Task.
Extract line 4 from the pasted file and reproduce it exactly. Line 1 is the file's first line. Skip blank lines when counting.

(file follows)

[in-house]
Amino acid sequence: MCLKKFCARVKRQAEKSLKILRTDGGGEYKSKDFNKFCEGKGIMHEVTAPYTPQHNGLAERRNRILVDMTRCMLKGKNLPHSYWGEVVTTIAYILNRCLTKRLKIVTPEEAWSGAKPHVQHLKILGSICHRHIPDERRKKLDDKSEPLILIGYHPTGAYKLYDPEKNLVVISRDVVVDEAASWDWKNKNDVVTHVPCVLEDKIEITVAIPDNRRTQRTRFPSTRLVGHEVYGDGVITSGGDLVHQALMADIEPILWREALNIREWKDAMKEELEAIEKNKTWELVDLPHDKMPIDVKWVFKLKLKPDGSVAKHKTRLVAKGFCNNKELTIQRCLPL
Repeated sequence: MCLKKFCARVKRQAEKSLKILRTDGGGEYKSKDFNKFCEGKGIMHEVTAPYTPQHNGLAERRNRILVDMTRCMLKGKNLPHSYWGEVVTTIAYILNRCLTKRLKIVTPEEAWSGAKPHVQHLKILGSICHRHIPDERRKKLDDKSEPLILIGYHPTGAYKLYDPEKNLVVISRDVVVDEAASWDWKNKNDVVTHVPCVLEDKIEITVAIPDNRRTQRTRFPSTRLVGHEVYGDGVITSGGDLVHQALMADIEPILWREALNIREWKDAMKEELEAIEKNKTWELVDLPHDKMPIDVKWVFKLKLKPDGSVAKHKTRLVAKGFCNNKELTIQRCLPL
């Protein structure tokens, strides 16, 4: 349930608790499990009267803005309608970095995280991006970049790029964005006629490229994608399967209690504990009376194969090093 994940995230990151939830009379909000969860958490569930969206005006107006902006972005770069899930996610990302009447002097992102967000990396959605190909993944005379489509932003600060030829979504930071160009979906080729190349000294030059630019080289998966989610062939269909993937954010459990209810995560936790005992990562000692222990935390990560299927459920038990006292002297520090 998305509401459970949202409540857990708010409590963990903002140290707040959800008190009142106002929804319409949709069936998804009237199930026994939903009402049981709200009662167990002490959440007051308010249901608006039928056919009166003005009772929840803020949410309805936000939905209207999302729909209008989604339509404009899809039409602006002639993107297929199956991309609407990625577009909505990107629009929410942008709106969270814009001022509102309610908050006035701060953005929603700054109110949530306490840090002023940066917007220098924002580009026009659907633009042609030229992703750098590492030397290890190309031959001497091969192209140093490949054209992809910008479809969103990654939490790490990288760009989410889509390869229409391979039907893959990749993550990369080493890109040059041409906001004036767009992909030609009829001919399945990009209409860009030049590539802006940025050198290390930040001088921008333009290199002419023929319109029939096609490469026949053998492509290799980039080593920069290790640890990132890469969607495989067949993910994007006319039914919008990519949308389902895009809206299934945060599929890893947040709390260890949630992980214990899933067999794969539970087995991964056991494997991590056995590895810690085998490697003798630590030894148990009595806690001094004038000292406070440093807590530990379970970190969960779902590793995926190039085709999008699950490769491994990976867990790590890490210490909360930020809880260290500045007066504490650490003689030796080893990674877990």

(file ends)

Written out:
């Protein structure tokens, strides 16, 4: 349930608790499990009267803005309608970095995280991006970049790029964005006629490229994608399967209690504990009376194969090093 994940995230990151939830009379909000969860958490569930969206005006107006902006972005770069899930996610990302009447002097992102967000990396959605190909993944005379489509932003600060030829979504930071160009979906080729190349000294030059630019080289998966989610062939269909993937954010459990209810995560936790005992990562000692222990935390990560299927459920038990006292002297520090 998305509401459970949202409540857990708010409590963990903002140290707040959800008190009142106002929804319409949709069936998804009237199930026994939903009402049981709200009662167990002490959440007051308010249901608006039928056919009166003005009772929840803020949410309805936000939905209207999302729909209008989604339509404009899809039409602006002639993107297929199956991309609407990625577009909505990107629009929410942008709106969270814009001022509102309610908050006035701060953005929603700054109110949530306490840090002023940066917007220098924002580009026009659907633009042609030229992703750098590492030397290890190309031959001497091969192209140093490949054209992809910008479809969103990654939490790490990288760009989410889509390869229409391979039907893959990749993550990369080493890109040059041409906001004036767009992909030609009829001919399945990009209409860009030049590539802006940025050198290390930040001088921008333009290199002419023929319109029939096609490469026949053998492509290799980039080593920069290790640890990132890469969607495989067949993910994007006319039914919008990519949308389902895009809206299934945060599929890893947040709390260890949630992980214990899933067999794969539970087995991964056991494997991590056995590895810690085998490697003798630590030894148990009595806690001094004038000292406070440093807590530990379970970190969960779902590793995926190039085709999008699950490769491994990976867990790590890490210490909360930020809880260290500045007066504490650490003689030796080893990674877990």